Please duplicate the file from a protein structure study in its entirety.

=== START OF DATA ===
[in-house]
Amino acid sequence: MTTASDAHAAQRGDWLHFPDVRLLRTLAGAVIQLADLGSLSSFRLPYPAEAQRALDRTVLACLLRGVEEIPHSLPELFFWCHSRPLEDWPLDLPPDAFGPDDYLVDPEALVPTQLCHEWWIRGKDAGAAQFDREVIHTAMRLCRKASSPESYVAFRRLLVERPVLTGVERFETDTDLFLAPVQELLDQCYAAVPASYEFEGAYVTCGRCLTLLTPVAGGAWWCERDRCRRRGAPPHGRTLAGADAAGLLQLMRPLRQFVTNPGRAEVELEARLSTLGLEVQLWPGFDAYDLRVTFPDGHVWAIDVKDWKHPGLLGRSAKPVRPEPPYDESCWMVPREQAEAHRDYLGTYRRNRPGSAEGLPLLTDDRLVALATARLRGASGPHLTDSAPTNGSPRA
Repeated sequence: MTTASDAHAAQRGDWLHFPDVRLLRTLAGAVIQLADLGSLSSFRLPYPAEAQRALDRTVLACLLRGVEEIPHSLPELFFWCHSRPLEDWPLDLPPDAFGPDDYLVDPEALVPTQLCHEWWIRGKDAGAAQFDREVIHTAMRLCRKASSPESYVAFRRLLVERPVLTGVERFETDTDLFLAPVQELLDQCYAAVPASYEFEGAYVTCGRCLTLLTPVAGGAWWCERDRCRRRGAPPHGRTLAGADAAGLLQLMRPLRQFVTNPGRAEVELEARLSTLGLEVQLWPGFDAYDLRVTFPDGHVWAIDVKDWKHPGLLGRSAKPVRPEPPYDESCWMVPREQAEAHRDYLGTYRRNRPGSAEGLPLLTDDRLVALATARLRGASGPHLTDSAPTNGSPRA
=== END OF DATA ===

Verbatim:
[in-house]
Amino acid sequence: MTTASDAHAAQRGDWLHFPDVRLLRTLAGAVIQLADLGSLSSFRLPYPAEAQRALDRTVLACLLRGVEEIPHSLPELFFWCHSRPLEDWPLDLPPDAFGPDDYLVDPEALVPTQLCHEWWIRGKDAGAAQFDREVIHTAMRLCRKASSPESYVAFRRLLVERPVLTGVERFETDTDLFLAPVQELLDQCYAAVPASYEFEGAYVTCGRCLTLLTPVAGGAWWCERDRCRRRGAPPHGRTLAGADAAGLLQLMRPLRQFVTNPGRAEVELEARLSTLGLEVQLWPGFDAYDLRVTFPDGHVWAIDVKDWKHPGLLGRSAKPVRPEPPYDESCWMVPREQAEAHRDYLGTYRRNRPGSAEGLPLLTDDRLVALATARLRGASGPHLTDSAPTNGSPRA
Repeated sequence: MTTASDAHAAQRGDWLHFPDVRLLRTLAGAVIQLADLGSLSSFRLPYPAEAQRALDRTVLACLLRGVEEIPHSLPELFFWCHSRPLEDWPLDLPPDAFGPDDYLVDPEALVPTQLCHEWWIRGKDAGAAQFDREVIHTAMRLCRKASSPESYVAFRRLLVERPVLTGVERFETDTDLFLAPVQELLDQCYAAVPASYEFEGAYVTCGRCLTLLTPVAGGAWWCERDRCRRRGAPPHGRTLAGADAAGLLQLMRPLRQFVTNPGRAEVELEARLSTLGLEVQLWPGFDAYDLRVTFPDGHVWAIDVKDWKHPGLLGRSAKPVRPEPPYDESCWMVPREQAEAHRDYLGTYRRNRPGSAEGLPLLTDDRLVALATARLRGASGPHLTDSAPTNGSPRA